Faced with her husband’s liver failure, Amy Jones turned to the resource she knew best: homeopathic medicine. As a doula and childbirth educator, she had spent many years teaching herself about the body’s many wonders, but in the time of her husband’s crisis Amy taught herself about herbs, essential oils, and, most importantly, the divine powers that come from living the Word of Wisdom to the fullest. As the founder of the LDS Holistic Living Conference, Amy helps others discover the “hidden treasures of knowledge” that come from God’s natural gifts.
You’re interested in the way that the gospel plays out in our relationships to our bodies. Can you tell us how that interest developed?
I grew up in a holistic household in Las Vegas. I was the youngest of six and I had an interesting glimpse into alternative medicine when some specific health issues of my mom’s weren’t responding to traditional treatments. There was a physician in our ward who was a medical doctor but he was also a homeopath. My mom began seeing him and saw improvement in her own condition. One morning when I was in fifth grade I woke up and didn’t have the use of my legs. I could stand briefly, but couldn’t hold my weight. My mom kind of tripped out a bit! So she immediately took me to this brother in our ward who had treated her and within a pretty short amount of time he diagnosed me with over 50 different allergies. The main one was mercury toxicity, which was causing muscle degeneration. I spent about a year with him getting better and taking homeopathics. Once I got my silver fillings replaced, I regained all the use of my muscles.
After that experience, my mom’s trust in treating with alternative methods was very much strengthened. This was the mid 1980s and being a homeopath wasn’t exactly the most popular thing to do. Being the kid who ate rice cakes and carob brownies wasn’t the norm! I didn’t realize that what I was doing was that much out of the norm until I got pregnant with my first baby. Of course I wanted the smartest, healthiest, prettiest baby ever. And I began researching how one gets the smartest, healthiest, prettiest baby ever. There isn’t one magic pill that makes a healthy baby. It all comes down to eating and nutrition.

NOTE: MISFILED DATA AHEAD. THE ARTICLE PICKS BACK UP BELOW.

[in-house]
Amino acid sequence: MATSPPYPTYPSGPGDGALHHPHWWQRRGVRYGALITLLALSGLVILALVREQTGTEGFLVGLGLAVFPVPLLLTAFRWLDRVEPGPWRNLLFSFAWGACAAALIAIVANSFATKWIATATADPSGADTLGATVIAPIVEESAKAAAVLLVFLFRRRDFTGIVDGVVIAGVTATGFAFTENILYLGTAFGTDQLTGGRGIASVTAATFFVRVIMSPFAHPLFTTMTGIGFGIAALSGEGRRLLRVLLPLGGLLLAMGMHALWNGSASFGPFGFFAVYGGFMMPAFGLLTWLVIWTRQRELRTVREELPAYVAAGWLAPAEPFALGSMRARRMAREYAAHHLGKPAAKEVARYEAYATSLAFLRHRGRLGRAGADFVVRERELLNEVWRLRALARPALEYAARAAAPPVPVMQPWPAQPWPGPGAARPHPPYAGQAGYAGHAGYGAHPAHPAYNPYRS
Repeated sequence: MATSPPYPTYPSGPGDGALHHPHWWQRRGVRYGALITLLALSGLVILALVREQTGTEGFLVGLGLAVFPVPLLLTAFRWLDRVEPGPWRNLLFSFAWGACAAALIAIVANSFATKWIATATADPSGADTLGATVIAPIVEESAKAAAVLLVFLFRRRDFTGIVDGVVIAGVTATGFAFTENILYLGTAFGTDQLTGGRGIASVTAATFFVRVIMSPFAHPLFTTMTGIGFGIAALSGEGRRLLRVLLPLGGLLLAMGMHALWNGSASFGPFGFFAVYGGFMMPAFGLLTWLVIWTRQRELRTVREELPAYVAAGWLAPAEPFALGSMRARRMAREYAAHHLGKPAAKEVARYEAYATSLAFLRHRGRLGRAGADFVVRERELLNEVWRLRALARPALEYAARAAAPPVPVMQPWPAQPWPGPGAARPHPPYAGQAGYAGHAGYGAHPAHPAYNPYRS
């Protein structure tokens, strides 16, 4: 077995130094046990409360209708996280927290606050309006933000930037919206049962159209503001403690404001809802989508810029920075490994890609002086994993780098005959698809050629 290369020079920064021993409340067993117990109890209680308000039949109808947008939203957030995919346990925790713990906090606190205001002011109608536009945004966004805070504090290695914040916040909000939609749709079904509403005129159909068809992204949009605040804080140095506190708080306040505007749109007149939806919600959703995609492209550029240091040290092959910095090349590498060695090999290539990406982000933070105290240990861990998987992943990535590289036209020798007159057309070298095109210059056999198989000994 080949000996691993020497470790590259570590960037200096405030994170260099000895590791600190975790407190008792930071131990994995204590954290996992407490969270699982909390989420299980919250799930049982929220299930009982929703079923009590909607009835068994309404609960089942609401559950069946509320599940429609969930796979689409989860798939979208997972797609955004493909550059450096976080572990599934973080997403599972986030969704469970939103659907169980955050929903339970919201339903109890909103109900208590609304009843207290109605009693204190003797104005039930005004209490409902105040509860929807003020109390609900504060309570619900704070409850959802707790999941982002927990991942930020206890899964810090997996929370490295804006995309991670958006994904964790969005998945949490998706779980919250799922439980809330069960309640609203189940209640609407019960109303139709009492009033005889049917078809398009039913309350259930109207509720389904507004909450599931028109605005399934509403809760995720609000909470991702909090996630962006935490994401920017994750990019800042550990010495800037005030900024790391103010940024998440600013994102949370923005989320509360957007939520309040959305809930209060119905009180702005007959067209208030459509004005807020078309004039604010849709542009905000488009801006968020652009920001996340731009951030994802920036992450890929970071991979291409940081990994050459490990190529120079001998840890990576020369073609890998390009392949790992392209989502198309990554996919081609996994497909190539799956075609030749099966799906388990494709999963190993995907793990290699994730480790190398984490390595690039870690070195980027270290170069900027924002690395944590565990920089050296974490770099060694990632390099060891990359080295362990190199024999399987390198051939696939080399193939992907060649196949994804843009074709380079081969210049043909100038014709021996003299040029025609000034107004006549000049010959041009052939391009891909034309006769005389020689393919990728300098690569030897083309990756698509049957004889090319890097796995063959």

I took childbirth classes, I read books, I had a natural birth in a hospital with a doula and it was a fantastic experience. After the birth, I kept on reading birth books. I’d had the baby, but I couldn’t get enough of learning about birth. About a year after I had my baby, I knelt down and asked the Lord, “I have all this knowledge about birth. Should I be doing anything about this?” I got a very clear answer that I needed to become a doula and childbirth educator. I had an associate degree in business but that was it, so I didn’t have professional focus or background at that point. My first step was to look for doulas and childbirth educators in town and try to apprentice with them. But this was in the early 1990s when doulas were something of a new concept. I opened the phone book to look for them in Las Vegas, but there weren’t any. They weren’t nearly as popular as they are now. So then I tried contacting midwives.
Would you explain the difference between a midwife and a doula?
A doula is hired by the couple to work with a medical team, and she is there to give informational, emotional, and physical support to the couple. She doesn’t do anything clinical like fetal heart checks or blood pressure monitoring. She’s not responsible for any clinical outcome; she is there purely for comfort measures and information. A doula does what mothers or grandmothers used to do in the old days before childbirth moved into hospitals and we lost that aspect of maternity care because of health care policies and modern culture.